THE NIGHT OF THE HUNTER
Sometimes a film is so built up that when you see it you end up sorely disappointed. The Night of the Hunter, mercifully, is not in that category. A horror show of the darkness that adults place on children, it is a frightening story brilliantly told, with two great performances by actors.
Psychopathic "Reverend" Harry Powell (Robert Mitchum) is a serial killer, mixing his own deranged ideas of God with his greed. He kills widows and takes their money, all with the belief that God directs him to his victims. Powell is arrested for car theft and sentenced to a brief time in jail.
Meanwhile, Ben Harper (Peter Graves) comes rushing to his house after having committed armed robbery that resulted in two people killed. He finds his children John (Billy Chapin) and Pearl (Sally Jane Bruce) playing in their yard. Desperate to hide the money, he finds a secret place and tells the two youngsters never to tell where he hid it. Ben is arrested in front of his son (Pearl being far too young to realize what's going on) and sentenced to death. It is in prison that Ben and Harry meet and where he learns about the money. Ben doesn't reveal much, but just enough that Harry knows the children know.
With Ben dead and Harry released, Harry goes to find Ben's widow Willa (Shelley Winters). She is at first concerned about him coming for the money that has never been found, but when Harry tells her Ben told him he threw it in the river, she is relieved and feels God brought Harry to her. When Willa tells John what "Ben" told Harry, he instantly knows that not only is Harry a liar but a threat. Pearl, however, is too young and innocent to understand all this, and soon begins to trust and love Reverend Harry.
John, however, will not fall for him, constantly telling Willa that Harry is after the money. Despite this, her piety and belief lead her to marry Harry, who will not fornicate with his bride. Willa, believing herself a sinner par excellence, joins him in crusade and in her denying herself as a woman. Her faith in Harry is so great that when she comes home and overhears Harry bullying Pearl to tell him where the money is (confirming John was telling the truth), she believes it is a sign of her lack of faith than her children's lives in danger.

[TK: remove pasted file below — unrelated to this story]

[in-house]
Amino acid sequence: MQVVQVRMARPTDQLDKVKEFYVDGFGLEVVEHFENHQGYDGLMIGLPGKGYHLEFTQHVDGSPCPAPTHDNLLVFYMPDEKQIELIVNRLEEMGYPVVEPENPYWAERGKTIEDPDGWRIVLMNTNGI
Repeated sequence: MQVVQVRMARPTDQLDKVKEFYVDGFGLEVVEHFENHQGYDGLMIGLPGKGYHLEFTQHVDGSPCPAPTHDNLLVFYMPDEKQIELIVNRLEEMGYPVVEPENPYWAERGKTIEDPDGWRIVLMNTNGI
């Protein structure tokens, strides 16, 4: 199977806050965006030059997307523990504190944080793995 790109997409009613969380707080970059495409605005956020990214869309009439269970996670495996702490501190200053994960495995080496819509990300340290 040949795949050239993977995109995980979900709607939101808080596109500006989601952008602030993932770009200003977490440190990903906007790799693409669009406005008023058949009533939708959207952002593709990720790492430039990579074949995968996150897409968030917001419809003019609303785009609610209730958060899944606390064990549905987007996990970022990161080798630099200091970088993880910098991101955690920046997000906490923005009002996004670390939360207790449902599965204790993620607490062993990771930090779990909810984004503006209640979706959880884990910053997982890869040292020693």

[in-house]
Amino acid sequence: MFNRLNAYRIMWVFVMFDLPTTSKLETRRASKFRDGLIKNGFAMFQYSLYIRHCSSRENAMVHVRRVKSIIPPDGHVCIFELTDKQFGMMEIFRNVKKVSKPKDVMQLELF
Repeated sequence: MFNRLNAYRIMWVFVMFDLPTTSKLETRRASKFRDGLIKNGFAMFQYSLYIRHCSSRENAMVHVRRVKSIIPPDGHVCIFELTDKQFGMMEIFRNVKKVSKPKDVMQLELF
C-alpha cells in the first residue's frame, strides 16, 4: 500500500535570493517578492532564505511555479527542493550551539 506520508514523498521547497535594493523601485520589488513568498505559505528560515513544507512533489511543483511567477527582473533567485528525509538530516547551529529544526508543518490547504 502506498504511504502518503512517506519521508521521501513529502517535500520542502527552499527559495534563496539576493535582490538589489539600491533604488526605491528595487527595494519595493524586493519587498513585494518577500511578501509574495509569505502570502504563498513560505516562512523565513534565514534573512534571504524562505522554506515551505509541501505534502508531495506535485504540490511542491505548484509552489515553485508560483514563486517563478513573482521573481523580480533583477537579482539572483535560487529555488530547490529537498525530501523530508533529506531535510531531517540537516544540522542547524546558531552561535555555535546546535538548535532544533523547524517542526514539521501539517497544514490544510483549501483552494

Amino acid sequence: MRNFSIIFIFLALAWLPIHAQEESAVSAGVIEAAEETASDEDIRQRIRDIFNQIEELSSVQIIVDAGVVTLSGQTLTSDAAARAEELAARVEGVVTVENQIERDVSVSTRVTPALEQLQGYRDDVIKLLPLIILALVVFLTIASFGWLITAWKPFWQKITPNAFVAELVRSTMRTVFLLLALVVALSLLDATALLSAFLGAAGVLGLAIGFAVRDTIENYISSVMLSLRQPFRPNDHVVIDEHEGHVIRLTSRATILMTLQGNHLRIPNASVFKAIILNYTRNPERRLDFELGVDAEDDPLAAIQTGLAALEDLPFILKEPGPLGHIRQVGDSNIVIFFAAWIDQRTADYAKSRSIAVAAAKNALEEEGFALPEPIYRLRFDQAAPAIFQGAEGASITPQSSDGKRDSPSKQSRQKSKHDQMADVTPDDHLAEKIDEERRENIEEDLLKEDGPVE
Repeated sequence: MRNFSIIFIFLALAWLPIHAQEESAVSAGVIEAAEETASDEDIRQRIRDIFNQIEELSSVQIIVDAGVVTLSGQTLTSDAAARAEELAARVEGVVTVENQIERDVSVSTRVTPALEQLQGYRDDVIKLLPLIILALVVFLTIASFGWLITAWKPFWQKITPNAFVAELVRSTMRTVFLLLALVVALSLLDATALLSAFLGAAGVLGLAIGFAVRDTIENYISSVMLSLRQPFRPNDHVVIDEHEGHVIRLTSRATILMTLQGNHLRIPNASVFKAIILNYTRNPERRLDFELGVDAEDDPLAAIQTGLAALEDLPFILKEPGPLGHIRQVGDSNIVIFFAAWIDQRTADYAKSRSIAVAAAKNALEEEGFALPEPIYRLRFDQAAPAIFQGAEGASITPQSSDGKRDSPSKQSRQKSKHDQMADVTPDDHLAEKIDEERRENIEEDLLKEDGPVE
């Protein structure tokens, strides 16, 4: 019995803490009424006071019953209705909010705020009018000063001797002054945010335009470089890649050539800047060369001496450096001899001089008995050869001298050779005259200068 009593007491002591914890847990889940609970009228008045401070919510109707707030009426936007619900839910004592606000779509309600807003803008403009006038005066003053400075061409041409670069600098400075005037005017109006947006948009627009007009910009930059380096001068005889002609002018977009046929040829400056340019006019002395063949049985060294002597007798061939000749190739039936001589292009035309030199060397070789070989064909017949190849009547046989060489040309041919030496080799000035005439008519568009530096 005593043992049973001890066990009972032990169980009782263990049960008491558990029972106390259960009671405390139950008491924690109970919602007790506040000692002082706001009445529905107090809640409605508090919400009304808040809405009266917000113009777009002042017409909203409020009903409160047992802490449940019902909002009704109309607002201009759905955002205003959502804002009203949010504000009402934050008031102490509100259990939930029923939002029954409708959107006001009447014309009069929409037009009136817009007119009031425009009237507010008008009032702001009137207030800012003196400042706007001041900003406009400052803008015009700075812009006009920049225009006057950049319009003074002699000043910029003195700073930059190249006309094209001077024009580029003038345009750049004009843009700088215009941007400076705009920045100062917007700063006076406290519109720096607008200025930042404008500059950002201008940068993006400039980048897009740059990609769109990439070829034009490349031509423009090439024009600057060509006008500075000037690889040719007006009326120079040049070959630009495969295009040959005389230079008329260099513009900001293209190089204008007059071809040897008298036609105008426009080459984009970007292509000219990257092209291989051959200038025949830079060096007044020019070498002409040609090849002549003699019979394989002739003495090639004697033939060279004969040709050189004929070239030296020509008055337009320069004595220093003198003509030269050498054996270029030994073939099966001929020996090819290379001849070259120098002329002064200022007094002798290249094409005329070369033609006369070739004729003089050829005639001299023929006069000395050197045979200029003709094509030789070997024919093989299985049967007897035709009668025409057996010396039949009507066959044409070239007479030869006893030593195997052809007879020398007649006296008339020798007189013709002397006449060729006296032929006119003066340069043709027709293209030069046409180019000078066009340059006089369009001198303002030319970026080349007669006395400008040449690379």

Harry murders Willa and claims that she ran off, leaving John and Ruby in mortal danger. Eventually he does get the truth out of where the money was hid (inside Pearl's doll, which the audience already knew), but they manage to escape him and float down the river. Unaware of their mother's murder whose body is found by John's river-rat friend Birdie (James Gleason), who in turn won't tell because he fears he'll be blamed for it, the children float down the river while the psychopath Reverend pursues them, going so far as to steal a horse. It takes all of John's grit and determination to keep one step ahead of Harry, a man possessed with almost demonic powers that when he hears him coming far off, John wonders in half-disbelief, half-horror, "Don't he ever sleep?"